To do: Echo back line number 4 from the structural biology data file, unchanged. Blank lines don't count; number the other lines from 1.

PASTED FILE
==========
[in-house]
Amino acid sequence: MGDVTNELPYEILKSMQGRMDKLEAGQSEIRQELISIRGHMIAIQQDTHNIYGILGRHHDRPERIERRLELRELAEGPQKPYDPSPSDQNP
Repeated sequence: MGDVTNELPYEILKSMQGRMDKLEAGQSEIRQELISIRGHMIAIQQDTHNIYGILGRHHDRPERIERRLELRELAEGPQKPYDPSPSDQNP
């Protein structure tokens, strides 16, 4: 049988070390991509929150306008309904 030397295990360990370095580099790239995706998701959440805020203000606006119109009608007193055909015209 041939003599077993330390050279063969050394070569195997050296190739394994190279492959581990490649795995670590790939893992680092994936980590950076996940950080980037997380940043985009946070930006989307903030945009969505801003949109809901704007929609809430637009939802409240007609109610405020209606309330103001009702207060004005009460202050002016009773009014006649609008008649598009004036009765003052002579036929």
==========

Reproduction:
């Protein structure tokens, strides 16, 4: 049988070390991509929150306008309904 030397295990360990370095580099790239995706998701959440805020203000606006119109009608007193055909015209 041939003599077993330390050279063969050394070569195997050296190739394994190279492959581990490649795995670590790939893992680092994936980590950076996940950080980037997380940043985009946070930006989307903030945009969505801003949109809901704007929609809430637009939802409240007609109610405020209606309330103001009702207060004005009460202050002016009773009014006649609008008649598009004036009765003052002579036929």